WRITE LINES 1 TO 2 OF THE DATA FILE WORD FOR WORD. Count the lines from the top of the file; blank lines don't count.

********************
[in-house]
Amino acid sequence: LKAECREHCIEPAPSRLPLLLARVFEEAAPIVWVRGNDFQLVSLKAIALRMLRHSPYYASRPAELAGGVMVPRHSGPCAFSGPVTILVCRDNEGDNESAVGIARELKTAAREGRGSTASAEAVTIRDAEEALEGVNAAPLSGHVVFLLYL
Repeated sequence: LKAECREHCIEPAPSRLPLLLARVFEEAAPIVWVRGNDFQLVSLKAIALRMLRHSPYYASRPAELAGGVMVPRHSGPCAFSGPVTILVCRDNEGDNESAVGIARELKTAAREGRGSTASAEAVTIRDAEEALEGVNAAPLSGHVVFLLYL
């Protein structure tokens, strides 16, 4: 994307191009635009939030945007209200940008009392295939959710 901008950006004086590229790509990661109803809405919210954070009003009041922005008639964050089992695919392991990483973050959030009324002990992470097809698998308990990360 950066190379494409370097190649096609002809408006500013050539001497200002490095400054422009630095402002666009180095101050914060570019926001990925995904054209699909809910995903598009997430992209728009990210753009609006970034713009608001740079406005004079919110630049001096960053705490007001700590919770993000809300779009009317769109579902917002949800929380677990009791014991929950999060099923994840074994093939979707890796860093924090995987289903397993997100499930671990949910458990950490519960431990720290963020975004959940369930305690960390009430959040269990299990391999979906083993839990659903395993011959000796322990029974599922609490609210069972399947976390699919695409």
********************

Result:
[in-house]
Amino acid sequence: LKAECREHCIEPAPSRLPLLLARVFEEAAPIVWVRGNDFQLVSLKAIALRMLRHSPYYASRPAELAGGVMVPRHSGPCAFSGPVTILVCRDNEGDNESAVGIARELKTAAREGRGSTASAEAVTIRDAEEALEGVNAAPLSGHVVFLLYL